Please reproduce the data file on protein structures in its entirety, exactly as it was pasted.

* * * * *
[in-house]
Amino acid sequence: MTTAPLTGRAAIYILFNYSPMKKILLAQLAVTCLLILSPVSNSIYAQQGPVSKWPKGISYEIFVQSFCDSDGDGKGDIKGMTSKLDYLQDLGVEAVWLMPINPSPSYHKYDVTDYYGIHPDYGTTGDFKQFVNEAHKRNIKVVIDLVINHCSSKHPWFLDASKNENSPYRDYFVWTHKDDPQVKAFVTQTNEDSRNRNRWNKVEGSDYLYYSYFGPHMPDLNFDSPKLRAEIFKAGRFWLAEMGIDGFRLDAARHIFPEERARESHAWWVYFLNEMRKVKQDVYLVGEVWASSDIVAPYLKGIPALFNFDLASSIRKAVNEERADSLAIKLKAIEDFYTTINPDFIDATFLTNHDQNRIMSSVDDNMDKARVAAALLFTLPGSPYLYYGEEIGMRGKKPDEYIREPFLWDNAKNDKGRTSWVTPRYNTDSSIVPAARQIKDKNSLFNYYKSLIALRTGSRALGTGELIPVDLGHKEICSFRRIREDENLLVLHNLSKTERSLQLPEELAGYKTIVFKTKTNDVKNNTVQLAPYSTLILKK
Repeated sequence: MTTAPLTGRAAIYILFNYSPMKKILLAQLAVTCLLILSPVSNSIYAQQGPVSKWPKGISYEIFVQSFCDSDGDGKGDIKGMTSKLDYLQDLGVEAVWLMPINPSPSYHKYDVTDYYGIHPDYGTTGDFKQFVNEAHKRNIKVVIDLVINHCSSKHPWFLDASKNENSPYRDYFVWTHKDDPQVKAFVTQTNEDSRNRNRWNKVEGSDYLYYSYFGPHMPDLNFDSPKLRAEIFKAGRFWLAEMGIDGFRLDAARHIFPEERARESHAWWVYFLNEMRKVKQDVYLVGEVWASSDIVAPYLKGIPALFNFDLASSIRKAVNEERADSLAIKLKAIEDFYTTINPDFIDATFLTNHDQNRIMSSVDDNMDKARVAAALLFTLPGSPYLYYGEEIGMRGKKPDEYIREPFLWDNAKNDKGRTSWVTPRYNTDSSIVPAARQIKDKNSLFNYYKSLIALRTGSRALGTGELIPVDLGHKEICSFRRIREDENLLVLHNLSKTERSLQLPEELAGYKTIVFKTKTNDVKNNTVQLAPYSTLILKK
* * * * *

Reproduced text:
[in-house]
Amino acid sequence: MTTAPLTGRAAIYILFNYSPMKKILLAQLAVTCLLILSPVSNSIYAQQGPVSKWPKGISYEIFVQSFCDSDGDGKGDIKGMTSKLDYLQDLGVEAVWLMPINPSPSYHKYDVTDYYGIHPDYGTTGDFKQFVNEAHKRNIKVVIDLVINHCSSKHPWFLDASKNENSPYRDYFVWTHKDDPQVKAFVTQTNEDSRNRNRWNKVEGSDYLYYSYFGPHMPDLNFDSPKLRAEIFKAGRFWLAEMGIDGFRLDAARHIFPEERARESHAWWVYFLNEMRKVKQDVYLVGEVWASSDIVAPYLKGIPALFNFDLASSIRKAVNEERADSLAIKLKAIEDFYTTINPDFIDATFLTNHDQNRIMSSVDDNMDKARVAAALLFTLPGSPYLYYGEEIGMRGKKPDEYIREPFLWDNAKNDKGRTSWVTPRYNTDSSIVPAARQIKDKNSLFNYYKSLIALRTGSRALGTGELIPVDLGHKEICSFRRIREDENLLVLHNLSKTERSLQLPEELAGYKTIVFKTKTNDVKNNTVQLAPYSTLILKK
Repeated sequence: MTTAPLTGRAAIYILFNYSPMKKILLAQLAVTCLLILSPVSNSIYAQQGPVSKWPKGISYEIFVQSFCDSDGDGKGDIKGMTSKLDYLQDLGVEAVWLMPINPSPSYHKYDVTDYYGIHPDYGTTGDFKQFVNEAHKRNIKVVIDLVINHCSSKHPWFLDASKNENSPYRDYFVWTHKDDPQVKAFVTQTNEDSRNRNRWNKVEGSDYLYYSYFGPHMPDLNFDSPKLRAEIFKAGRFWLAEMGIDGFRLDAARHIFPEERARESHAWWVYFLNEMRKVKQDVYLVGEVWASSDIVAPYLKGIPALFNFDLASSIRKAVNEERADSLAIKLKAIEDFYTTINPDFIDATFLTNHDQNRIMSSVDDNMDKARVAAALLFTLPGSPYLYYGEEIGMRGKKPDEYIREPFLWDNAKNDKGRTSWVTPRYNTDSSIVPAARQIKDKNSLFNYYKSLIALRTGSRALGTGELIPVDLGHKEICSFRRIREDENLLVLHNLSKTERSLQLPEELAGYKTIVFKTKTNDVKNNTVQLAPYSTLILKK